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Soil phosphorous and potassium apparent recovery by field crops  [2015]

Karklins, A., Latvia Univ. of Agriculture, Jelgava (Latvia). Inst. of Soil and Plant Sciences; Lipenite, I., Latvia Univ. of Agriculture, Jelgava (Latvia). Inst. of Soil and Plant Sciences; Ruza, A., Latvia Univ. of Agriculture, Jelgava (Latvia). Inst. of Agrobiotechnology;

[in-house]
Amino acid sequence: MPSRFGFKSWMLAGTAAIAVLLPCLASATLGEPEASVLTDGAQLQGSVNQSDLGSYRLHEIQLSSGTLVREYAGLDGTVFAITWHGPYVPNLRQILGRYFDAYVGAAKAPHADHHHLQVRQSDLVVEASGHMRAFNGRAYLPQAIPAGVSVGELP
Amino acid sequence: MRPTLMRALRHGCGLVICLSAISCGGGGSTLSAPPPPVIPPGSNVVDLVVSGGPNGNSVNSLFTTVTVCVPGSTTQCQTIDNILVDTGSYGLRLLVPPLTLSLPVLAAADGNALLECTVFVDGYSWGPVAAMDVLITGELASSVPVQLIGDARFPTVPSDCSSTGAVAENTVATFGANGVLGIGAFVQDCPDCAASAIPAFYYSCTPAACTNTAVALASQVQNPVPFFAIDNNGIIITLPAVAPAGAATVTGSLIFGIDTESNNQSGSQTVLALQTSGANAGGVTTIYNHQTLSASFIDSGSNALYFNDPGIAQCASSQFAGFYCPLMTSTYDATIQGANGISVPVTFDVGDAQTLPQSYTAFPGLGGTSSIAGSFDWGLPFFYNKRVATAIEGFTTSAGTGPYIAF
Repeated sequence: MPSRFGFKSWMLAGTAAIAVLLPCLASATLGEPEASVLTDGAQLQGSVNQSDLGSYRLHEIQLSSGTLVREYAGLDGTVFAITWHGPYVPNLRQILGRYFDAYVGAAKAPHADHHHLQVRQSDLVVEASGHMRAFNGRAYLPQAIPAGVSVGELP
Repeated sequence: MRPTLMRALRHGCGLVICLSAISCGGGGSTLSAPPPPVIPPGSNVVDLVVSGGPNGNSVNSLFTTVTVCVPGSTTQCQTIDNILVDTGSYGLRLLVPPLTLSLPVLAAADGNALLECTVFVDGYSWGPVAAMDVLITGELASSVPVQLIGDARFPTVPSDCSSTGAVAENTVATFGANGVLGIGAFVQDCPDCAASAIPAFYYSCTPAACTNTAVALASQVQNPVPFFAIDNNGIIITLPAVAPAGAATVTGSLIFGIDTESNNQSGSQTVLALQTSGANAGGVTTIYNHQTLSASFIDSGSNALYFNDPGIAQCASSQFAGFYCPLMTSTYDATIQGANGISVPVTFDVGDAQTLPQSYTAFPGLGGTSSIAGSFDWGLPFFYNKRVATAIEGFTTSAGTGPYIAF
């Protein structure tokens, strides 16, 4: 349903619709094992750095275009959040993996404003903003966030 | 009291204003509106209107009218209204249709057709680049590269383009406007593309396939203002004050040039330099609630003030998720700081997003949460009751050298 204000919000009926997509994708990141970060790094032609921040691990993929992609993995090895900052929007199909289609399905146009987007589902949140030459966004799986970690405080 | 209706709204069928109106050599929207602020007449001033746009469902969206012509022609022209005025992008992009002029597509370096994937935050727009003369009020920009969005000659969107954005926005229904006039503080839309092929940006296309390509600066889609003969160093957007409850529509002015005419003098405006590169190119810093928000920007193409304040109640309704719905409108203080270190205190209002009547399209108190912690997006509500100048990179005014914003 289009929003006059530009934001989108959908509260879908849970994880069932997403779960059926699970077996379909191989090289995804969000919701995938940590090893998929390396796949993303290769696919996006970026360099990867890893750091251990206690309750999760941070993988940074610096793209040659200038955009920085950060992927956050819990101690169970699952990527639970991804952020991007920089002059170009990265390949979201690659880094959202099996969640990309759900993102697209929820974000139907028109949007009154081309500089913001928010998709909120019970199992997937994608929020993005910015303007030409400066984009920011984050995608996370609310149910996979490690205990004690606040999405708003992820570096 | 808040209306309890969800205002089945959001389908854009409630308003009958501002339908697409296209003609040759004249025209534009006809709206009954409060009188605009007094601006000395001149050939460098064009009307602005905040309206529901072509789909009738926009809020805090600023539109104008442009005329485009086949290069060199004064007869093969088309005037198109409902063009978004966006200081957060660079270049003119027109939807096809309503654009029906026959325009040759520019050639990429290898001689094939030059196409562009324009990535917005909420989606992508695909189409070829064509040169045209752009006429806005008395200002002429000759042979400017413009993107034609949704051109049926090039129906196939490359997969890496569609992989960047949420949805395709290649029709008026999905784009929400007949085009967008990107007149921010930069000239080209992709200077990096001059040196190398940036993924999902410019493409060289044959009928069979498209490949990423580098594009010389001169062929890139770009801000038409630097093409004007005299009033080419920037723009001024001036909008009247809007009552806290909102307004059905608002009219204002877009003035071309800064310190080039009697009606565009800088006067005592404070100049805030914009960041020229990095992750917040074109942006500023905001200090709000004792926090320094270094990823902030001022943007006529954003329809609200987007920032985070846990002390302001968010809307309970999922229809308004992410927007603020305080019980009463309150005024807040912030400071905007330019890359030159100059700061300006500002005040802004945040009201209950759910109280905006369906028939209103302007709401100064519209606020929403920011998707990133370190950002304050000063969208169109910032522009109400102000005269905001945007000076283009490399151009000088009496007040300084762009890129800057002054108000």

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Data from 72 field trials using the same layout was carried out in four locations in Latvia during 2008-2012 was used. Experimental crops: winter and spring wheat, winter rye, winter and spring rape, spring barley and potatoes. In each experiment soil before planting of crops was tested in two depths: 0-20 cm and 20-40 cm and plant available phosphorous and potassium (Egner-Riehm method) was determined. Using data of bulk density, PK content was transformed on 0-20 and 0-40 cm soil layer and expressed as tons per ha. Apparent recovery of soil PK (soil PK recovery efficiency) was calculated as the difference in PK uptake in plots not receiving fertilisers and PK content in the soil (kg haE-1) within the depth of 0-20 or 0-40 cm and expressed as a proportion of these two values. It was found that soil phosphorous apparent recovery in average consisted as 8.68% if calculated based on 0-20 cm soil layer or 4.96% – if calculated based on 0-40 cm soil layer and has small differences depending on crops. Soil potassium recovery was significantly different depending on crops. In average cereals and rape utilised 12.76% from its content in 0-20 cm soil layer or 6.79% from content in 0-40 cm soil layer. Potatoes - 62.04% and 32.81% subsequently. It is possible to use the developed soil phosphorous and potassium recovery factors for fertilising planning in situations where PK containing fertilisers are used regularly and residual effect of its is applications is prospective.